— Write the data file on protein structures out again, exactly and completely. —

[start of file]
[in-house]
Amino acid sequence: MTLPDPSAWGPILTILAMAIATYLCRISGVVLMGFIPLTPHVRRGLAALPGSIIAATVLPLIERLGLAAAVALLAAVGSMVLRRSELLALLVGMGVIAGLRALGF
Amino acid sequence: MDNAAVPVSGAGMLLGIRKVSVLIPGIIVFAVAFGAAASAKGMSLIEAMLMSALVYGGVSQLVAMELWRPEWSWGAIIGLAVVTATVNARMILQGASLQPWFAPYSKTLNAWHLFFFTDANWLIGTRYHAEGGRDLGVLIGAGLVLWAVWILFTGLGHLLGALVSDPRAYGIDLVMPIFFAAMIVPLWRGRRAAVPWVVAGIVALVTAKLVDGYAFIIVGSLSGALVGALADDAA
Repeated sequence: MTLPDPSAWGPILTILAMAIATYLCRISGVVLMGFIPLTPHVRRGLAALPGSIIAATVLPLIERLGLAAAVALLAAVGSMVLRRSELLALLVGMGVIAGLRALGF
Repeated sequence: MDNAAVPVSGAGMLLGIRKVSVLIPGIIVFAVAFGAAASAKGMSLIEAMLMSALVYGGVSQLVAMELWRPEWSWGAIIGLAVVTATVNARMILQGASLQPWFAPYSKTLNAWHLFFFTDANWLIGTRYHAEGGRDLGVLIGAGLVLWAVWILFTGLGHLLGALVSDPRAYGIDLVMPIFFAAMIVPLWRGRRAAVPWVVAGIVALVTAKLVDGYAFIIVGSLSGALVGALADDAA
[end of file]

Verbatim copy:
[in-house]
Amino acid sequence: MTLPDPSAWGPILTILAMAIATYLCRISGVVLMGFIPLTPHVRRGLAALPGSIIAATVLPLIERLGLAAAVALLAAVGSMVLRRSELLALLVGMGVIAGLRALGF
Amino acid sequence: MDNAAVPVSGAGMLLGIRKVSVLIPGIIVFAVAFGAAASAKGMSLIEAMLMSALVYGGVSQLVAMELWRPEWSWGAIIGLAVVTATVNARMILQGASLQPWFAPYSKTLNAWHLFFFTDANWLIGTRYHAEGGRDLGVLIGAGLVLWAVWILFTGLGHLLGALVSDPRAYGIDLVMPIFFAAMIVPLWRGRRAAVPWVVAGIVALVTAKLVDGYAFIIVGSLSGALVGALADDAA
Repeated sequence: MTLPDPSAWGPILTILAMAIATYLCRISGVVLMGFIPLTPHVRRGLAALPGSIIAATVLPLIERLGLAAAVALLAAVGSMVLRRSELLALLVGMGVIAGLRALGF
Repeated sequence: MDNAAVPVSGAGMLLGIRKVSVLIPGIIVFAVAFGAAASAKGMSLIEAMLMSALVYGGVSQLVAMELWRPEWSWGAIIGLAVVTATVNARMILQGASLQPWFAPYSKTLNAWHLFFFTDANWLIGTRYHAEGGRDLGVLIGAGLVLWAVWILFTGLGHLLGALVSDPRAYGIDLVMPIFFAAMIVPLWRGRRAAVPWVVAGIVALVTAKLVDGYAFIIVGSLSGALVGALADDAA